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Jodi C.
Jodi C.
Survivor

Tracey E.
Tracey E.
Survivor

Bob B.
Bob B.
Survivor

Owen R.
Owen R.
Survivor

Kyle R.
Kyle R.
Survivor

Nikki W.


Caregivers & Family

Stroke: you never imagine how much one little word can change your life forever. That is exactly what happened to our family on May 18, 2010. My name is Nikki and my husband, Shane, suffered a massive stroke at age 29. It paralyzed the entire right side of his body and affected his ability to speak. Three days after suffering the stroke, when we thought the worst was over, he had a bleed in his brain that required emergency surgery. This type of surgery is not typically done, but due to his age the doctor said he would try. It was not the news you want hear when 26 weeks pregnant with your first child.

The doctor said Shane would likely never wake up after the surgery. But, he did, within a couple hours after surgery. However, we were not sure if he would know anyone. Each and every day, I was reminded of this doubt. I knew they were wrong when I asked Shane to tell Landon (his son) goodnight, and he reached over, rubbed my belly and smiled.

His stay in ICU lasted two weeks. In the meantime the doctors were trying to figure out where to send him next. They wanted a place that would provide the best opportunity to progress. He still had no movement in his right side–and at this point–had not spoken. The doctors and family decided Baylor in Dallas would be the best choice. He progressed very quickly once arriving, having movement in his right leg and the ability to say a few words.

But, it always seems when things are progressing forward that you are faced with a few steps backward. They found two blood clots in the right shoulder and elbow, which greatly limited his therapy on his arm. By the end of his inpatient stay at Baylor, he was able to walk short distances with the use of a cane and a brace, could speak very little, and had limited movement in his right shoulder. He was moved from inpatient to outpatient therapy at Baylor. Our son was born in August 2010 and he was able to be in the delivery room and cut the cord, which was one of his goals since the stroke. He was allowed one week off to return home and enjoy some time with Landon. He returned to Baylor for two more months in which he was more determined than ever. When each therapist asks him what his goals are, his answer is always the same "Landon". He continues to work hard each and every day to be able to talk to him, to change a diaper, and just to be able to pick him up from his crib. He walks now with only a device to stimulate his foot. He is able to drive himself. His speech is still very limited but he is able to get his point across.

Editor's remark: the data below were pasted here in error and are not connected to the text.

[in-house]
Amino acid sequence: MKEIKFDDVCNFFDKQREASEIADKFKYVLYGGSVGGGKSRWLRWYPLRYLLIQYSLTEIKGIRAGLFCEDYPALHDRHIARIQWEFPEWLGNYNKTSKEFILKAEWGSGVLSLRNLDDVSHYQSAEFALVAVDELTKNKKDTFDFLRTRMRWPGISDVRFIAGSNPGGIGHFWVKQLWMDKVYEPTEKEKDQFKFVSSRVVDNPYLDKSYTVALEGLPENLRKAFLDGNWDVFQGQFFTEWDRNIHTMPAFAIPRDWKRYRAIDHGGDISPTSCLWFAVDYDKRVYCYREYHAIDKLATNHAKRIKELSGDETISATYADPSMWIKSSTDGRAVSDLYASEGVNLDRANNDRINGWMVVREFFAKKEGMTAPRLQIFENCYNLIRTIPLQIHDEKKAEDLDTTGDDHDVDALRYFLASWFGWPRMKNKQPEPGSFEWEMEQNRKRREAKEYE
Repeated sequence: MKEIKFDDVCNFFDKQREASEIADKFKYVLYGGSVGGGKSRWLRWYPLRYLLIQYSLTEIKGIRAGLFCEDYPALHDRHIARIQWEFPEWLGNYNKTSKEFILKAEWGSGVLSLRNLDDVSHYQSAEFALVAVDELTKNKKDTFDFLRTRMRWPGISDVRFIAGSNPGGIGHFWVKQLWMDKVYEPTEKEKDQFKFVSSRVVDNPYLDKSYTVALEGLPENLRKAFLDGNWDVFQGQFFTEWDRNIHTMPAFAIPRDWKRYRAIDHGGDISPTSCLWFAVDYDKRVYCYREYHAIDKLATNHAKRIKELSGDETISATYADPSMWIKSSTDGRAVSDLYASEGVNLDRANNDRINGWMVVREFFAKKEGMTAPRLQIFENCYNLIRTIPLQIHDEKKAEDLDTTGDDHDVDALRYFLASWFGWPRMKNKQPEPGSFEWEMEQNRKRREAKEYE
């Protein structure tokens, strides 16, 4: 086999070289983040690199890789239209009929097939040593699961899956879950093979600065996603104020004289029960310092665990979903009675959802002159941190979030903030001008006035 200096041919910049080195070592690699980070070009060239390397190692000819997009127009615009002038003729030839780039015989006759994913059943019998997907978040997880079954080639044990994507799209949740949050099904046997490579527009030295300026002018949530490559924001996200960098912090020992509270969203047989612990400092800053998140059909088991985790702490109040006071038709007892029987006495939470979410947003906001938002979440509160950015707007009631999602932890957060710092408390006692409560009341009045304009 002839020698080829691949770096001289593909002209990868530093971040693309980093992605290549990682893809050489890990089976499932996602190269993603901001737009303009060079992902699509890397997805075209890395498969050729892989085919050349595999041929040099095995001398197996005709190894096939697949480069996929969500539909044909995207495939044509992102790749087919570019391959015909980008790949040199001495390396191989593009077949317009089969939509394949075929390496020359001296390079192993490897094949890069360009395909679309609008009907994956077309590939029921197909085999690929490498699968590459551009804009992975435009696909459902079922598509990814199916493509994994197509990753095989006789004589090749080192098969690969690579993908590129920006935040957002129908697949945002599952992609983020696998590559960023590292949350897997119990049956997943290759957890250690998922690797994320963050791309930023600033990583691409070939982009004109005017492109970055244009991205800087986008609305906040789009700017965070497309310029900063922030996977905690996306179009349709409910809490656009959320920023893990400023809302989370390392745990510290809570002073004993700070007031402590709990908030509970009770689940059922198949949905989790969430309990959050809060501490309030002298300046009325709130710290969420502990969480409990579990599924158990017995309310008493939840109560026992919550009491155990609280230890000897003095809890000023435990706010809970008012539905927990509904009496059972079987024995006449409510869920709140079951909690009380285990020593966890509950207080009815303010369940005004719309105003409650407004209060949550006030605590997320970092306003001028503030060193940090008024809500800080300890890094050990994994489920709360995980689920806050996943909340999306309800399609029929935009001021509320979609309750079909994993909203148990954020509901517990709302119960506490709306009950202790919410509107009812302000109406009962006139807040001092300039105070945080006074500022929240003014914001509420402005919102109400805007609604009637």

This has not been an easy journey for our family. In a few short months, I went from wife to mother and caregiver. I hope someday to be able to educate others on the signs of a stroke and hopefully Shane's story will be able to motivate other stroke survivors to never quit fighting. We were continuously told by doctors what he would never be able to do. He has already done everything on that list.

 

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Display of the Faces of Stroke stories does not imply National Stroke Association's endorsement of any product, treatment, service or entity. National Stroke Association strongly recommends that people ask a healthcare professional about diagnosis and treatment questions before using any product, treatment or service. The views expressed through the stories reflect those of the authors and do not reflect the opinion of National Stroke Association.

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Faces of Stroke

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